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Prairie Aurora Laser Launch

The Aurora laser launch from Prairie[1] is a solid-state laser system that can be used for fast acquisition using multiple LASER lines. It can be integrated with most microscopes using custom software such as Metamorph [2], using the electronic slider box that one can purchase from Prairie for ~2500 USD. Using it with Micro-Manager[3], however, proves to be way more economical and easier (~200 USD). In this article, we will discuss a step by step procedure for integrating the LASER launch with Micro-Manager, starting from hardware setup to "Micro-Manager"-hardware interfacing.

Before you Get started

There are a few things worth knowing about the integration before you get started. The Laser launch is designed to interface with other devices using a Gooch and Housego RF driver with DB-25 pin connector [4]. You should find out the pins that connect to individual laser lines and control them as shown in the pin diagram below. The DB-25 pin will not connect to a parallel port on your computer directly. Never attempt to do that. You will need an extended USB-interface board like the Velleman VM 140[5], which will interface with the AOTF and your computer. Thankfully, there is a Micro-Manager adapter available for the Velleman_K8061 that makes life easier for this integration. DB-25Pin Diagram.jpg

What will you need to get started

1. The Velleman VM 140 extended USB interface board and Female sockets (provided with VM 140)

2. DB25 Male IDC Crimp Connector

3. 25 Conductor Flat Ribbon Cable

4. Soldering station, Insulation tape

Hardware Integration

As you can see from the diagram of the DB-25 connector pin, there are three types of signals sent to the device through it. There is a TTL blanking signal, a positive input signal and a negative input signal. Three types of signals for each channel and one ground signal make this pin control up to 8 channels. The job of the TTL blanking signal is to turn a particular channel on or off. The positive input channel can control the voltage being sent to a channel (0-10 V).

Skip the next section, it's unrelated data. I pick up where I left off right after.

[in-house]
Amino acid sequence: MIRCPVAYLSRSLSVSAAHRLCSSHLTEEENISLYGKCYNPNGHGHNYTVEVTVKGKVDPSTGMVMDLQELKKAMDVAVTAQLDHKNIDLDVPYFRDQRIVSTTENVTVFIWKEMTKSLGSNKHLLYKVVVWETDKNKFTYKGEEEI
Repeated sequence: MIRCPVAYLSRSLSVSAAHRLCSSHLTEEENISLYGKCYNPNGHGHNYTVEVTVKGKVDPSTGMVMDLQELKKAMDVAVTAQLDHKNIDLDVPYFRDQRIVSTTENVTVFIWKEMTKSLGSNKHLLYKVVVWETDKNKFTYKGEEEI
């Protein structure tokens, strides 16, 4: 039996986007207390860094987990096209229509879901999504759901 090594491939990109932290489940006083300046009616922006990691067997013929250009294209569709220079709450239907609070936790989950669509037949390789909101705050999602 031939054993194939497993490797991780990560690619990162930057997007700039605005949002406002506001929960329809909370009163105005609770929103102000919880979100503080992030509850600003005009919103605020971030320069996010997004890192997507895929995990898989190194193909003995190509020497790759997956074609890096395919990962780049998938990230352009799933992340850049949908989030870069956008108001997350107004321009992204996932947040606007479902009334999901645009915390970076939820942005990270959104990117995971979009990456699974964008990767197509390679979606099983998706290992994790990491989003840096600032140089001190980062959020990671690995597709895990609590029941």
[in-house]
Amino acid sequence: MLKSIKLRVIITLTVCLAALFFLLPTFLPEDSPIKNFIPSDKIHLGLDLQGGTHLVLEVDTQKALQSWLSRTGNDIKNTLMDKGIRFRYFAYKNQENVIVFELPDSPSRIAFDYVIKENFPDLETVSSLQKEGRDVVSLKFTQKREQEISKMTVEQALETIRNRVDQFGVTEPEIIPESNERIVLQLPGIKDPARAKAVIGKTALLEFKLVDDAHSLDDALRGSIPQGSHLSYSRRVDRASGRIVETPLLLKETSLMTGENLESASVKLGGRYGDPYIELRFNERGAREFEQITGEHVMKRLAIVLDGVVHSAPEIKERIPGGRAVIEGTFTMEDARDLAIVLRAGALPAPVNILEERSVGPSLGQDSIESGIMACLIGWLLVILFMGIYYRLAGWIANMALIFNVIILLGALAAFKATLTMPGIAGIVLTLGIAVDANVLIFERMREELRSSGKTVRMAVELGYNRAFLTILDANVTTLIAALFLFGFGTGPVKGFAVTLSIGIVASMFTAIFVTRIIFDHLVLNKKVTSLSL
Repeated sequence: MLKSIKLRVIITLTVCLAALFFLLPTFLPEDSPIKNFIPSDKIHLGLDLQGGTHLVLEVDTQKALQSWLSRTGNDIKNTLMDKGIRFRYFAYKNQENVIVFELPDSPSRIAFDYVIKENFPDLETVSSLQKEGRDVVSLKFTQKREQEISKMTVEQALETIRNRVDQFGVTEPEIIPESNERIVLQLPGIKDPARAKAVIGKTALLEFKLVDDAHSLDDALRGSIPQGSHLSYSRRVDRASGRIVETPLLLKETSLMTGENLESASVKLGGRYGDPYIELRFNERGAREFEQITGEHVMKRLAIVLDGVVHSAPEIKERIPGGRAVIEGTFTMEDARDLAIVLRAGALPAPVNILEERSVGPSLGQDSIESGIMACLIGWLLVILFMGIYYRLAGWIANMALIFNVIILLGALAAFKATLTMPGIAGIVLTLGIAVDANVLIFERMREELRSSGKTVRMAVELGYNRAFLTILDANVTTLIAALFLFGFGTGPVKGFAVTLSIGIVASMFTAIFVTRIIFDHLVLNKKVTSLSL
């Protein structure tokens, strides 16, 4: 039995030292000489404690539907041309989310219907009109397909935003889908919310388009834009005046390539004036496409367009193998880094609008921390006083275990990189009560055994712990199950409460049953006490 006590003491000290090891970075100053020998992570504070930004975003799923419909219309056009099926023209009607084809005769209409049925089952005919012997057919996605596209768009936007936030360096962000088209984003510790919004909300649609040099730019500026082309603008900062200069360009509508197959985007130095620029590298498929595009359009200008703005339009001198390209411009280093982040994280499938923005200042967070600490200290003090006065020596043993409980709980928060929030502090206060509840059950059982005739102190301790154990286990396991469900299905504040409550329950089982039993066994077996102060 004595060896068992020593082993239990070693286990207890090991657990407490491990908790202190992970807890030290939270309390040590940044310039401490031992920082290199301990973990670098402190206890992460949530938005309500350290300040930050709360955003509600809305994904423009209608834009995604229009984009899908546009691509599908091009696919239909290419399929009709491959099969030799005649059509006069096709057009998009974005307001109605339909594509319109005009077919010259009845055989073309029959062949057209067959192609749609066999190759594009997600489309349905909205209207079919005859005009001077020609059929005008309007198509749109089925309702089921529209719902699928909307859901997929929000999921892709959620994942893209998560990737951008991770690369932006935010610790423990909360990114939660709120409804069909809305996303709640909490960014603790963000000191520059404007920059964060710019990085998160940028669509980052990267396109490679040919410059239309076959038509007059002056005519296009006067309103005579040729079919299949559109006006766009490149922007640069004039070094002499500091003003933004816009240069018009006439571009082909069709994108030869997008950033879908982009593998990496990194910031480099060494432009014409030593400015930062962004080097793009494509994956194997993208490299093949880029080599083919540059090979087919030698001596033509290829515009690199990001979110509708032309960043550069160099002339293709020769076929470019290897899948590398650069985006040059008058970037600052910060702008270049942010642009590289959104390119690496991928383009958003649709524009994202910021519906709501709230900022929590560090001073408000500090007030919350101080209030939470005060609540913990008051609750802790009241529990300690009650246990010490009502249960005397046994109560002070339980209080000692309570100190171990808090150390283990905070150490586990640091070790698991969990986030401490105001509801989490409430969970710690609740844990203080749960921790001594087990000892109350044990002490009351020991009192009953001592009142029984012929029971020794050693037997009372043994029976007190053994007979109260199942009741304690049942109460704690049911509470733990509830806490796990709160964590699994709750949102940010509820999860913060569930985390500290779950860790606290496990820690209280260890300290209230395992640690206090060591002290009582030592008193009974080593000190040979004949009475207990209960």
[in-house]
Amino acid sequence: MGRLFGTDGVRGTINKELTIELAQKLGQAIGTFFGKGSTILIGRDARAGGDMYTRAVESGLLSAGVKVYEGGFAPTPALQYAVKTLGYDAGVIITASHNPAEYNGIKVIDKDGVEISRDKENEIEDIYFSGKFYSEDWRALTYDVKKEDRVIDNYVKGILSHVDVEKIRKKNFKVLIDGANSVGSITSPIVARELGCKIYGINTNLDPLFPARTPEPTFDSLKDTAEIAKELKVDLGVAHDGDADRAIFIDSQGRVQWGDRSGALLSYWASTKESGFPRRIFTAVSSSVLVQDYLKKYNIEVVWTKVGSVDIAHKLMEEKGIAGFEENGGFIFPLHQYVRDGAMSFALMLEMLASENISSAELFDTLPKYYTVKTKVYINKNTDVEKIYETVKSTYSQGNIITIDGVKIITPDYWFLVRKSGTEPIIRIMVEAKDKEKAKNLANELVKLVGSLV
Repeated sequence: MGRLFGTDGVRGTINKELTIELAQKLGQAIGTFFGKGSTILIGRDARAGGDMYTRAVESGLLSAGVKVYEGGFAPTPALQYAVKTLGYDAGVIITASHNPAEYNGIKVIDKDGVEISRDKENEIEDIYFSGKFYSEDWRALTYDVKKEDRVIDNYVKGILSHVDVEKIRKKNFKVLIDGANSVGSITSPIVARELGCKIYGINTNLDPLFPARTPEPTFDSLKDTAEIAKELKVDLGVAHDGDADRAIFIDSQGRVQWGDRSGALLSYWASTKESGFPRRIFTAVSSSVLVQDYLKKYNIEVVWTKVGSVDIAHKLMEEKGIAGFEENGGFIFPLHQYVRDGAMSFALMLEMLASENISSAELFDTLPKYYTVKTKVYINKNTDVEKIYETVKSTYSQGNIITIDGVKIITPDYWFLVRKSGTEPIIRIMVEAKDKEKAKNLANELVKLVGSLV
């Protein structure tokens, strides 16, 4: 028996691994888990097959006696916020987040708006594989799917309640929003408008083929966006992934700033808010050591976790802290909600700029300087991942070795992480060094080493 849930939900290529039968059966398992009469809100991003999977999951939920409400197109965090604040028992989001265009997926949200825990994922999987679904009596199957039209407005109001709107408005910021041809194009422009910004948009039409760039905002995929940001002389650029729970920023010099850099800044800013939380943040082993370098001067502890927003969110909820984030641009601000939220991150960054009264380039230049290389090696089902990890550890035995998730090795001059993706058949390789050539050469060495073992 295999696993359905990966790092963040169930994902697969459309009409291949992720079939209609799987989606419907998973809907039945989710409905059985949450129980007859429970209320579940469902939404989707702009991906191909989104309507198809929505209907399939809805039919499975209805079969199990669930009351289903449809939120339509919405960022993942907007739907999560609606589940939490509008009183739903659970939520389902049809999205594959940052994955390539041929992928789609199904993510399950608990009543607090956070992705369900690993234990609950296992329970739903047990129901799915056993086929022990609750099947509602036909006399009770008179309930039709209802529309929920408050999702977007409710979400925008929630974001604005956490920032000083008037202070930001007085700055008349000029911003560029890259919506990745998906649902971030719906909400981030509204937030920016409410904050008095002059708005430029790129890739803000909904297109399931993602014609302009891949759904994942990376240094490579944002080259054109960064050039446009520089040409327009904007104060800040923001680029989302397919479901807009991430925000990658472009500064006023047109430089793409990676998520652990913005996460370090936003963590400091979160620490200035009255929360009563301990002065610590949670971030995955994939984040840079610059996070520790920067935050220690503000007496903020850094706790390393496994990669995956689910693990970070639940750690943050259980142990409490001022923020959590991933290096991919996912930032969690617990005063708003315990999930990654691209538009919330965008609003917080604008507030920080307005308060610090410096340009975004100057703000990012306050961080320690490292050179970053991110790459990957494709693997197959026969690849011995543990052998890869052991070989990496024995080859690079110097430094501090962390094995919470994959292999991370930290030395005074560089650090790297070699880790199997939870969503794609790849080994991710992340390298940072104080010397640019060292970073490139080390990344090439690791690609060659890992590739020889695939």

Here for the Prairie Aurora laser launch, we only need a maximum voltage of 5 volts

The negative input channel can serve as a Ground connector for a channel. However, you may also use the master Ground at pin #1 for grounding purposes Make sure that you understand the Analog and Digital outputs on the Velleman board before you proceed. For your reference, use the figure of the board below to attach cables correctly.

Velleman VM140 Board.jpg

The Velleman extended USB interface board has two types of outputs (See Figure above). The output male pins on the right are Analog outputs which will drive the TTL signals. There are digital output male pins on the left of the board. The first task at hand is to connect these pins to the correct pins on the DB-25 connector. It is best to use a 25 conductor ribbon wire and a DB25 Male IDC Crimp Connector for this job. Once you have the ribbon connector attached to the DB-25 male connector, tear out the individual wires depending on which channels on the AOTF, you want to connect. For instance, if you have two laser lines, one on channel 1 and the other on channel 2, you want to connect pins 12, 25 and 13 for running and controlling Channel 1 and 24, 11 and 23 for channel 2. Let us take these settings as an example and try to set the connections up. Here is a reference figure for understanding the connections between the ribbon cable and the Digital/ Analog Female pins.

Circuit Connection.jpg

Setting up the Analog Connections